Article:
Graphically Visualizing Quantitative Smart Home Data
Zulas, Amanda Leah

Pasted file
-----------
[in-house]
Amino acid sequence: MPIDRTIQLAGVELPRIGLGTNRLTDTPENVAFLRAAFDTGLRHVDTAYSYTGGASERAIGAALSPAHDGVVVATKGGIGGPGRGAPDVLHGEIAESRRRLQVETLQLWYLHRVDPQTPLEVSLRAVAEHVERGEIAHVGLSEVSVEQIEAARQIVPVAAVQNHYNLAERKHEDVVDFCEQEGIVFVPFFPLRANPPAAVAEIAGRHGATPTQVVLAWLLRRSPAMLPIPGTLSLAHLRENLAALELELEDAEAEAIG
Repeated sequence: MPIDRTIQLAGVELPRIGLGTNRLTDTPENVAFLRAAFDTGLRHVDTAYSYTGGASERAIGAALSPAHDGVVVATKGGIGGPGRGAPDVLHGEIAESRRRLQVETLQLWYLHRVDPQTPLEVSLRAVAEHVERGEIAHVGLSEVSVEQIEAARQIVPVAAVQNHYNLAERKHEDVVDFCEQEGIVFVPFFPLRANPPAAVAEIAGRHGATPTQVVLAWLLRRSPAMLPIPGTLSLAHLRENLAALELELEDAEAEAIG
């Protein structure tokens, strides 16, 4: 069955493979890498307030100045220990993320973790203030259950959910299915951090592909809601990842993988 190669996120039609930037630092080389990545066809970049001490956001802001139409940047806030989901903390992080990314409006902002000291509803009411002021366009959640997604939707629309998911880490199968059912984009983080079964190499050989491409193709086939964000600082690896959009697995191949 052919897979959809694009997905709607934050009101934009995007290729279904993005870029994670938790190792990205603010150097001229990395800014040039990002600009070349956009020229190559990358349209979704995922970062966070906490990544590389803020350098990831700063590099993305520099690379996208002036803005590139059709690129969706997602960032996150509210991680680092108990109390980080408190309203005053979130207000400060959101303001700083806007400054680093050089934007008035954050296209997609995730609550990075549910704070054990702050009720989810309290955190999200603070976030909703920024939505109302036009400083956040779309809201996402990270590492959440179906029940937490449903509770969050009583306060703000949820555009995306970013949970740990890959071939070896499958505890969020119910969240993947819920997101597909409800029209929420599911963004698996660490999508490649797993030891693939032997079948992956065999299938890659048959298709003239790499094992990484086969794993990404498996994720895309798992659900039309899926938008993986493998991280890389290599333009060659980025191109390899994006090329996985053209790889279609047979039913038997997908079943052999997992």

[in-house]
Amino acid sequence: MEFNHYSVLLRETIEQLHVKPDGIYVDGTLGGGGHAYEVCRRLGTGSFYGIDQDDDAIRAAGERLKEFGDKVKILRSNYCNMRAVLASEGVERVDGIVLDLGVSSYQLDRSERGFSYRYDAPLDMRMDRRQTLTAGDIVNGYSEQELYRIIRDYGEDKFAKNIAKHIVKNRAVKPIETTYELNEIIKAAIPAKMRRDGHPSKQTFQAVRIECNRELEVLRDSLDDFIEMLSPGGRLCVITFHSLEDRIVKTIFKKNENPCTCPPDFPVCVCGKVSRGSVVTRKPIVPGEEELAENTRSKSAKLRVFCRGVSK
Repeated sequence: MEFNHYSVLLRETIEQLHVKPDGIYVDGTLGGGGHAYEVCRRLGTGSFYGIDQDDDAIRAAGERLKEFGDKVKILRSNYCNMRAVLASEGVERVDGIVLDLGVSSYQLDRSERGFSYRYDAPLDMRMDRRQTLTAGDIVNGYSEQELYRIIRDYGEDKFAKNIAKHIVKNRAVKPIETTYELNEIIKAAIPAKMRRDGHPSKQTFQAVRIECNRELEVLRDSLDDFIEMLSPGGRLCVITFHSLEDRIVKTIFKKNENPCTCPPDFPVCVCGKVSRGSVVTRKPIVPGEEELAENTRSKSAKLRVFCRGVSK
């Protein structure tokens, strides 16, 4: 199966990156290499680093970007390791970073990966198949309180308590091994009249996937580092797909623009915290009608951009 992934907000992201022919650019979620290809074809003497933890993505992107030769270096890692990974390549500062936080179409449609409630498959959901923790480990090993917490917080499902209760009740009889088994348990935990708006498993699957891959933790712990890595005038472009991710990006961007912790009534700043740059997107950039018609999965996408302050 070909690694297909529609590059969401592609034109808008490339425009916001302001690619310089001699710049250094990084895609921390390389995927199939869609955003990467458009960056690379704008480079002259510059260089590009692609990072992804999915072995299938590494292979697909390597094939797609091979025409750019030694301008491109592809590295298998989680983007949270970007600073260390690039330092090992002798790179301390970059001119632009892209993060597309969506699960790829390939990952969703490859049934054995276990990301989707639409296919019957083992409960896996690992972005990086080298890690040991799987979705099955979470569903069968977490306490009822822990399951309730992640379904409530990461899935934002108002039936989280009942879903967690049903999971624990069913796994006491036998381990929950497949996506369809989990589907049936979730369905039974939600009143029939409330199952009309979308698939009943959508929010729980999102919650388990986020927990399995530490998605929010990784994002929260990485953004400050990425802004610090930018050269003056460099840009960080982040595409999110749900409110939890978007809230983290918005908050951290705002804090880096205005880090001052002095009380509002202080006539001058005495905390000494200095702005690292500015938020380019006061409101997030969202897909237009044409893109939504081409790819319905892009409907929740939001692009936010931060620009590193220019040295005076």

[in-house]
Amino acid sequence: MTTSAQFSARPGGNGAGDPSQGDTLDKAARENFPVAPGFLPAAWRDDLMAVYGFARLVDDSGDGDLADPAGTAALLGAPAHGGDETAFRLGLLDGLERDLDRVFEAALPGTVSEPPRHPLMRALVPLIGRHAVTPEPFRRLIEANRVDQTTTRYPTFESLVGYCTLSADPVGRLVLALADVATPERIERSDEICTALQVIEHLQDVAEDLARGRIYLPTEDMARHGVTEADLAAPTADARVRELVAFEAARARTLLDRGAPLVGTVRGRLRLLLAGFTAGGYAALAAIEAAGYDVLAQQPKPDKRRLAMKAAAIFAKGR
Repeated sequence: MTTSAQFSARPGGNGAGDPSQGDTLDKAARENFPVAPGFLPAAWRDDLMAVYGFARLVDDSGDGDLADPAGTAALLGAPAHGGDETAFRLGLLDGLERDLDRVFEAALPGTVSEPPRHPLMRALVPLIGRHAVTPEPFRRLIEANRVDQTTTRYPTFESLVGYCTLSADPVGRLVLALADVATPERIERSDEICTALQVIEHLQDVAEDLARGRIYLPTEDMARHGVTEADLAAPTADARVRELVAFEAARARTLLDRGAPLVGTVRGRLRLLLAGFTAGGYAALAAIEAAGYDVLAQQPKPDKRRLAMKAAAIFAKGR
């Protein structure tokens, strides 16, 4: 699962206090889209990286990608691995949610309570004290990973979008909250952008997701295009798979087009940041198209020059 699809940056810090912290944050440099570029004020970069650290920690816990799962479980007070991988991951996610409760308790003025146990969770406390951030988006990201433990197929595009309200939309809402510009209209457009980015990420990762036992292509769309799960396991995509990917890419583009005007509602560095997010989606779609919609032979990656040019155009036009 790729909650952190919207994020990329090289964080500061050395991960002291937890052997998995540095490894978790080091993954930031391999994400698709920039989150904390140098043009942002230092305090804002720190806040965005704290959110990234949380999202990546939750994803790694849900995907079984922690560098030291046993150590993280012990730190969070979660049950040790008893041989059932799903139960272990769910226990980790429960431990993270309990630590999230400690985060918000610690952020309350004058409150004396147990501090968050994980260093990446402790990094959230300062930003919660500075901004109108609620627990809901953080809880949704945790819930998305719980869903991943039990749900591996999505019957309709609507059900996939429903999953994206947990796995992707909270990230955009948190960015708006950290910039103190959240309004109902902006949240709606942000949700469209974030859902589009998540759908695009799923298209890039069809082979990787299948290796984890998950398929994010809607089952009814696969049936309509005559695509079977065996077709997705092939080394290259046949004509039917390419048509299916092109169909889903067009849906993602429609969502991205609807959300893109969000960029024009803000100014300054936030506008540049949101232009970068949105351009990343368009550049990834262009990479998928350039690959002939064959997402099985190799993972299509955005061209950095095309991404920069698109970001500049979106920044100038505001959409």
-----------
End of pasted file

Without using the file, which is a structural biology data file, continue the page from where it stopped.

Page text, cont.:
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Elder care in the developing world is increasingly becoming an issue of too many patients for too few workers. Smart homes suggest a way to help keep older adults in their homes for longer while allowing caregivers to remotely observe their progress. In order for the smart home to be a useful tool for caregivers, such as nurses, physicians, and family, health metrics and activity data must be available and easy to interpret. Unfortunately, visualizations to date have been created by researchers for researchers and not for caregivers. The goal of the current study was to determine the types of data visualization that will facilitate the detection of changes in longitudinal sleep data by caregivers. Experiment 1 manipulated proximity (high, low) and graph type (bar, line). Experiment 2 manipulated trend lines (with, without). Results from Experiment 1 showed a significant increase in overall performance for low proximity bar graphs. Results from Experiment 2 showed a significant increase in overall performance for trend lines. These findings suggest low proximity bar graphs may increase overall performance of users for longitudinal changes over time. Trend lines may also increase performance, although only small gains were found in the current study.